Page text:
Sibirischer Braunbär CC BY-SA 4.0 Robert F. Tobler (är#/media/Datei:Kamchatka_Brown_Bear_near_Dvuhyurtochnoe_on_2015-07-23.jpg)

Brown bear


Brown bears have the stocky, powerful build of all bears, but their skeleton is usually more strongly built than that of other members of their family. A species-specific feature is the muscular hump over the shoulders, which gives the front legs additional strength. The snout-vent length of these animals is between 100 and 280 cm, the shoulder height is about 90 to 150 cm. The tail is only about 6 to 21 cm long. The weight varies greatly depending on the distribution area, but in all populations the males are clearly heavier than the females.

Brown bears, like all bears, have a heavy, massive head with a protruding snout. The ears are prominent and rounded, while the eyes are very small. Accordingly, the sense of sight is underdeveloped, the sense of hearing is average, but the sense of smell is very well developed. 

The limbs are long and strong, with the fore and hind extremities being approximately equal in length. The bones of the forearm (ulna and radius) and lower leg (tibia and fibula) are separated, which leads to a strong rotatability. The feet are large and have heavy, furry pads on the underpart. The front and hind feet each have five toes, which end in non-retractable claws up to 8 cm long. When moving, the whole sole of each foot is placed on the ground, so brown bears, like all bears, are sole-walkers.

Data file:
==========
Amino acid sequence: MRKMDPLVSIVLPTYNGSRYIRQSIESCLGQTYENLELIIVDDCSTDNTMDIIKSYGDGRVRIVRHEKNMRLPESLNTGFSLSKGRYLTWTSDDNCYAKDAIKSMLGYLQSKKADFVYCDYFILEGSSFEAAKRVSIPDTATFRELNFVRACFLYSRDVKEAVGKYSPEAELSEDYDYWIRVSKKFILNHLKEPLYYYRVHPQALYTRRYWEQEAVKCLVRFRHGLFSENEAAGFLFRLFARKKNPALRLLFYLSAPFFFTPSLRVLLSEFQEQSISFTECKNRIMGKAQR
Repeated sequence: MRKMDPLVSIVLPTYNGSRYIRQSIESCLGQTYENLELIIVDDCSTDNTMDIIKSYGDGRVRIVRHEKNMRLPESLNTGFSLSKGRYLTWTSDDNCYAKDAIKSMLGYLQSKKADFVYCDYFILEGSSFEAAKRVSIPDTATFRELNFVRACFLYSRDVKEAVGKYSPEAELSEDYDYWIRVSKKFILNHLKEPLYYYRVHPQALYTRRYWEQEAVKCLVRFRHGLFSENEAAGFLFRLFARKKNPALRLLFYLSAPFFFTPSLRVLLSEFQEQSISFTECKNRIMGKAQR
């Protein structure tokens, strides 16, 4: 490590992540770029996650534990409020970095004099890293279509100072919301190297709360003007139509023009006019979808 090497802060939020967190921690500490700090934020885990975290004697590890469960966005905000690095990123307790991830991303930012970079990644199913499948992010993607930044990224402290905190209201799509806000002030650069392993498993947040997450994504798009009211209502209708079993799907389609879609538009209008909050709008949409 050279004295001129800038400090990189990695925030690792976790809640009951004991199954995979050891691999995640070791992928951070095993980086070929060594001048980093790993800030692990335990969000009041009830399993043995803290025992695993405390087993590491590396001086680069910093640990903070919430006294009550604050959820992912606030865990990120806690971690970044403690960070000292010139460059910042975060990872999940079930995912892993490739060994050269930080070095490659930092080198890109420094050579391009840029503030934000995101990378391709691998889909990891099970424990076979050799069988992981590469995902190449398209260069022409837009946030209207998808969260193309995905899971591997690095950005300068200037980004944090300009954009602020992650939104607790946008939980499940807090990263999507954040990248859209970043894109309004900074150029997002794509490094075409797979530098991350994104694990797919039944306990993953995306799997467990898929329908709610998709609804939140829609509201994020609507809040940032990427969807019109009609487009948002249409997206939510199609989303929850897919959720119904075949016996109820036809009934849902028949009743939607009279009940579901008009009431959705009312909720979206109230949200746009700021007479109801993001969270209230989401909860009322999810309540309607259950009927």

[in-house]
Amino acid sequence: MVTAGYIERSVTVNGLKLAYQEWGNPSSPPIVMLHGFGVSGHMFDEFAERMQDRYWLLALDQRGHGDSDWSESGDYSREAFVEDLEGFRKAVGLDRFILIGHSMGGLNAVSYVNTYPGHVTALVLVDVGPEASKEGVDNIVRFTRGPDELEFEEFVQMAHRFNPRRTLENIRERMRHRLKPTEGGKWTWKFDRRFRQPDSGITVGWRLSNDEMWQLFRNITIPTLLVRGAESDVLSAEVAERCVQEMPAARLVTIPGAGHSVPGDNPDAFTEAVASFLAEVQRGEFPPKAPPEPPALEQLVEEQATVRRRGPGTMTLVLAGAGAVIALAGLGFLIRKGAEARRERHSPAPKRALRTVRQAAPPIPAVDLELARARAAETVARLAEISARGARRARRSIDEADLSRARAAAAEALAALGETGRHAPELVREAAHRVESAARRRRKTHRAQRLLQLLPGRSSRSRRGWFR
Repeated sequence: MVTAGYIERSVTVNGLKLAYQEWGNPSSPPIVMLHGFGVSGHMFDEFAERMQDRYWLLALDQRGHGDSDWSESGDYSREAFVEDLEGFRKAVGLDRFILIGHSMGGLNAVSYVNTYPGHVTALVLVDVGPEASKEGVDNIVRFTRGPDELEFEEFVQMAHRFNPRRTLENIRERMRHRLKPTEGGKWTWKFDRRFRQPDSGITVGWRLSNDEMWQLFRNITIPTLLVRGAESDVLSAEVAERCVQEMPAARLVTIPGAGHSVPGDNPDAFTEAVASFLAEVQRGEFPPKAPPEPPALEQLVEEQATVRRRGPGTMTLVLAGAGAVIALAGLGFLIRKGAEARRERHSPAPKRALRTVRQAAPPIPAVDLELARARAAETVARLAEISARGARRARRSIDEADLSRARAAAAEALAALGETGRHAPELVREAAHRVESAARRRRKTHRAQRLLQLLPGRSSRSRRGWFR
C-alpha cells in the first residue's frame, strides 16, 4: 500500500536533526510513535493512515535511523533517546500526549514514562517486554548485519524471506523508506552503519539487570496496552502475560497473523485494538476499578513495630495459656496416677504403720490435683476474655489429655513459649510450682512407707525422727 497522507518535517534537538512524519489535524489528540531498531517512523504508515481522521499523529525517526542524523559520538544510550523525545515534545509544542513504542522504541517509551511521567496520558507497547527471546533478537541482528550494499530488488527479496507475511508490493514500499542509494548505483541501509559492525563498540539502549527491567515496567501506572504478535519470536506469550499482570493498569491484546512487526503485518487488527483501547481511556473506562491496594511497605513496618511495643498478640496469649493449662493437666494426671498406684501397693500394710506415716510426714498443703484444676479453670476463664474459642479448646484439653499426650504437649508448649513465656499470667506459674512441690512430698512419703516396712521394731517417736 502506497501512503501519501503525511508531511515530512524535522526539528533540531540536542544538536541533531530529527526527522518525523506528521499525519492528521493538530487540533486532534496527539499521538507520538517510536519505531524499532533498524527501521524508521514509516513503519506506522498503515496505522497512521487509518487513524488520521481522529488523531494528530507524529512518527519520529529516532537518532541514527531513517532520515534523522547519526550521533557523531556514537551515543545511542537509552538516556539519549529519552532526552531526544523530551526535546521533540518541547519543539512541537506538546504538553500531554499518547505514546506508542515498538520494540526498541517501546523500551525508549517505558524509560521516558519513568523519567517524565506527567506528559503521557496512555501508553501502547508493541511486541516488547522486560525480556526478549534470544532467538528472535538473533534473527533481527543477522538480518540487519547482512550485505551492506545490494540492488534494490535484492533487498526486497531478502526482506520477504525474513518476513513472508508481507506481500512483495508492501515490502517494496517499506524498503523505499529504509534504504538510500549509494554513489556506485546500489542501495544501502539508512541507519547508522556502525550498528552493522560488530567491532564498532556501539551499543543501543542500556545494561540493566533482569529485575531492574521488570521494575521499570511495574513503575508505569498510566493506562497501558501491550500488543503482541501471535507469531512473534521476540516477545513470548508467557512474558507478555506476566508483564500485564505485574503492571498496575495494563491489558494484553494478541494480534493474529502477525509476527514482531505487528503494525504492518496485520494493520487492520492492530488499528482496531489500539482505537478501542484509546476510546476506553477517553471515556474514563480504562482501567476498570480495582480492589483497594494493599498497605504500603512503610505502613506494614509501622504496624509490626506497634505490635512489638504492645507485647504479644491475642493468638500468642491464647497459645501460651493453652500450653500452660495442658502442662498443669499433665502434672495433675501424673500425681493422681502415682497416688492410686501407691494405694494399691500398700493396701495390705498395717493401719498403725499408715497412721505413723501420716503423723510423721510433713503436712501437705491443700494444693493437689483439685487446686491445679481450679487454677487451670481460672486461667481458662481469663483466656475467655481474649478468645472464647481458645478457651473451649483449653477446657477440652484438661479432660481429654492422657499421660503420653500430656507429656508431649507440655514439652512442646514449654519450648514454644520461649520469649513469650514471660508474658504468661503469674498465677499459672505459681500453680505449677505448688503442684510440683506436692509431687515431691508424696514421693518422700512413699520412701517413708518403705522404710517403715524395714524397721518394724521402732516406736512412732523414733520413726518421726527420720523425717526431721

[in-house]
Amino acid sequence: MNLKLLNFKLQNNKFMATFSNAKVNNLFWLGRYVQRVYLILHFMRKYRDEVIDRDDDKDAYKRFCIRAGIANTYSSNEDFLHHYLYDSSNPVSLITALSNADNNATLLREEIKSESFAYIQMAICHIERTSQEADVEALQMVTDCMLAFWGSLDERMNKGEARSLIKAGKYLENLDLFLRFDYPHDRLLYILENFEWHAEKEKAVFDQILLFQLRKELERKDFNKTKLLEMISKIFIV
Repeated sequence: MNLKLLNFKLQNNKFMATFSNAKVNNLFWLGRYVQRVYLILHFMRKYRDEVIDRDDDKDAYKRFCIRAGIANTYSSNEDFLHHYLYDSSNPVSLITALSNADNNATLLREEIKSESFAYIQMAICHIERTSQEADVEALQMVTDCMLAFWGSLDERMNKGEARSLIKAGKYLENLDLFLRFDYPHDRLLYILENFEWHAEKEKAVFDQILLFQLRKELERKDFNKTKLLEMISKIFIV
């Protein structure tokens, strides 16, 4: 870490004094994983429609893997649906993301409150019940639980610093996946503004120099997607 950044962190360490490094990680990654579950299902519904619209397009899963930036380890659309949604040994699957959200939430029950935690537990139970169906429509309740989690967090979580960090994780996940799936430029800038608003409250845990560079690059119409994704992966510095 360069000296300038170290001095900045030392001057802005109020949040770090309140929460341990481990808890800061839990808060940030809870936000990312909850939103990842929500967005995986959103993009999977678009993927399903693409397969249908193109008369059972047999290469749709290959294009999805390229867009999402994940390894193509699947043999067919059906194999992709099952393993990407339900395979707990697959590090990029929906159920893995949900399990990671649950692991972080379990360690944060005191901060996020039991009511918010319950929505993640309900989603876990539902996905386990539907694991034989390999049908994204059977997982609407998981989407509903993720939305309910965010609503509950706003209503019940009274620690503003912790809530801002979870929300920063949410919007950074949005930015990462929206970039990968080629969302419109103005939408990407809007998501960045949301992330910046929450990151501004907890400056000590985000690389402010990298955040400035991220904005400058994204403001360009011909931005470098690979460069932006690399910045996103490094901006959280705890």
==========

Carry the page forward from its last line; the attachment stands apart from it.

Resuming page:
The fur of brown bears is usually dark brown, but can take on a variety of shades. The variations range from yellow and grey-brown to different shades of brown and almost black. The coat of brown bears is generally characterised by a dense undercoat, the covering hairs are long. The coat is subject to seasonal changes, the winter coat, which is laid down for the cold months, is dense and rough and gives a shaggy impression.


Brown bears inhabit a variety of habitats. The remaining animals in Europe live mainly in forested mountainous regions, even in Siberia they are more likely to be found in forests than in open terrain. As long as there is enough food and places to hibernate, they are not too choosy about their habitat. However, even in open terrain they need sufficiently densely vegetated areas as resting places.

The text is a translation of an excerpt from Wikipedia (är). On wikipedia the text is available under a „Creative Commons Attribution/Share Alike“ licence. Status: 31 August 2021